“Couch-to-5k or Couch to Ouch to Couch!?” Who Takes Part in Beginner Runner Programmes in the UK and Is Non-Completion Linked to Musculoskeletal Injury?

NICOLA RELPH, Sarah L Taylor, Danielle Christian, Paola Dey, MICHAEL OWEN

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Physical activity has mental and physical health benefits, however globally, three-quarters of the population do not meet physical activity guidelines. The Couch-to-5k is a beginner runners pro-gramme aimed at increasing physical activity. However, this programme lacks an evidence-base and it is unclear who is attracted to the programme, plus running has a high rate of musculoskel-etal (MSK) injuries. The aims of this study were to identify the characteristics of people taking part, the incidence of MSK injuries and to explore the experiences of people who dropped out of a modified 9-week Couch-to-5k programme. 110 runners (average age was 47.1±13.7 years) partic-ipated in the study which involved completion of questionnaires (running experience and foot-wear information, quality of life (EQ-5D-5L), physical activity level (IPAQ-short form), MSK inju-ry history and knee condition (SNAPPS and KOOS-PS)) at the start, middle and end of the pro-gramme collecting socio-demographics (age, gender, social economic status, relationship status, education level), body mass index, running experience , footwear information, quality of life, physical activity levels, MSK injuries and knee condition. Fifteen drop-outs were interviewed to explore experiences of the programme. Runners were mainly females (81.8%) with an average age 47.1-year-olds, average body mass index of 28.1kg.m2, mainly from high socio-economic lev-els, married and educated to degree level. 64% of the sample had previous running experience and were classified as active. Half the sample self-reported pain / discomfort and 37.2% reported anxiety / depression at the start of the programme via the EQ-5D-5L scale. Self-reported health scores increased (p = 0.047) between baseline (73.1±18.8 out of 100) and at the midpoint (81.2±11.6) but were no significant differences between any other time points (end point 79.7±17.5, p>0.05). Twenty-one injuries were reported during the programme (19%). Previous in-jury increased the risk of new injury (OR 7.56 95% CI 2.06 to 27.75). Only 27.3% completed the programme. Three themes emerged from interviews; MSK injury, negative emotions linked to non-completion and design of the programme. The Couch-to-5k may not attract diverse inactive populations, future work with larger sample sizes is needed to substantiate this finding. Drop-ping out was linked to MSK injury and progressive design, future programmes should consider including injury prevention advice and more flexible designs.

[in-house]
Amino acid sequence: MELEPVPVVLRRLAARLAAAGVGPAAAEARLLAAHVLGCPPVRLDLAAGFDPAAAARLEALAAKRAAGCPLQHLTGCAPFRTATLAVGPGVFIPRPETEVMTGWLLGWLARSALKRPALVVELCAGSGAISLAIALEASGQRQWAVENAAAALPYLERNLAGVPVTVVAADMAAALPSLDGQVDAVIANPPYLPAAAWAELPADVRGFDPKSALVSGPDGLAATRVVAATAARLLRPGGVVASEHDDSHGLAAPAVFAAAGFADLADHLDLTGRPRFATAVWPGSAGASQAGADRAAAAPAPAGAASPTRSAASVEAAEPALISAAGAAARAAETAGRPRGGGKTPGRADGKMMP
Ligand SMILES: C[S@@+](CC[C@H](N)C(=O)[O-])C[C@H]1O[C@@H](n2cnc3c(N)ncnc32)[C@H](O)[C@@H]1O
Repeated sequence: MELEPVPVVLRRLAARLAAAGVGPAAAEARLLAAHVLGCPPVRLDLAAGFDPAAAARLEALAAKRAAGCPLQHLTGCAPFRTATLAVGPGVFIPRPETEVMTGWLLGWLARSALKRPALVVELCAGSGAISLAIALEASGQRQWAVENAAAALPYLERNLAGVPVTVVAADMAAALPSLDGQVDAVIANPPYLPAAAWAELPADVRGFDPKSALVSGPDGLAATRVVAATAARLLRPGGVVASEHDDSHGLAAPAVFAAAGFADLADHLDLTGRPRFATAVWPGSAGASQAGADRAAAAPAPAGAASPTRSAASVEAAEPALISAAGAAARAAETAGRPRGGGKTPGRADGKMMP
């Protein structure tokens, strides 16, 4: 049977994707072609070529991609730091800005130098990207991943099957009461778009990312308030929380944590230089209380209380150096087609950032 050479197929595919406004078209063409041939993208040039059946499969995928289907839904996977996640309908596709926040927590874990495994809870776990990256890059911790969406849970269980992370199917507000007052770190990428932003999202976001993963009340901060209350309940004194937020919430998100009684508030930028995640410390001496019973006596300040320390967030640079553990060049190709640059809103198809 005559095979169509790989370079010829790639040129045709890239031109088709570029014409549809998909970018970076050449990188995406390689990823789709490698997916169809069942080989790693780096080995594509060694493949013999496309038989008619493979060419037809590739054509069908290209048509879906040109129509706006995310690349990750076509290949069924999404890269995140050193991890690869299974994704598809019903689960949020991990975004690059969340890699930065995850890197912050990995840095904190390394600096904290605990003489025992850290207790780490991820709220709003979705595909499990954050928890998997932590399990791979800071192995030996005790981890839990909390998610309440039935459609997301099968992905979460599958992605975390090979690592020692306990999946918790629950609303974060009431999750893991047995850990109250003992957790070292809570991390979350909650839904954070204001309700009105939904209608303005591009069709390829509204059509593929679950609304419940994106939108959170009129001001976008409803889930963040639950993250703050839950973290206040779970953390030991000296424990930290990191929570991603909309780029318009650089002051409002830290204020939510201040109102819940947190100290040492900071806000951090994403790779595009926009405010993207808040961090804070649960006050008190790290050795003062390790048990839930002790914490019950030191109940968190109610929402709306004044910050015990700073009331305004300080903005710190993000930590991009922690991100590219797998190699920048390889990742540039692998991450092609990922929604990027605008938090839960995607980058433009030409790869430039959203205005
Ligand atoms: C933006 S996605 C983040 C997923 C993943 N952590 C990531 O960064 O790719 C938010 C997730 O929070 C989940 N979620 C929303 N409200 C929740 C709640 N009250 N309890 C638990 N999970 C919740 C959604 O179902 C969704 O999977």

Original languageEnglish
Pages (from-to)1-17
JournalInternational Journal of Environmental Research and Public Health
Issue number6682
Early online date30 Aug 2023
Publication statusPublished - 30 Aug 2023


  • physical activity
  • exercise
  • Couch-to-5k
  • musculoskeletal injury
  • running

Research Institutes

  • Health Research Institute

Research Centres

  • Sport and Mental Health Research Centre

Research Groups

  • Sport, Work and Health Research Group


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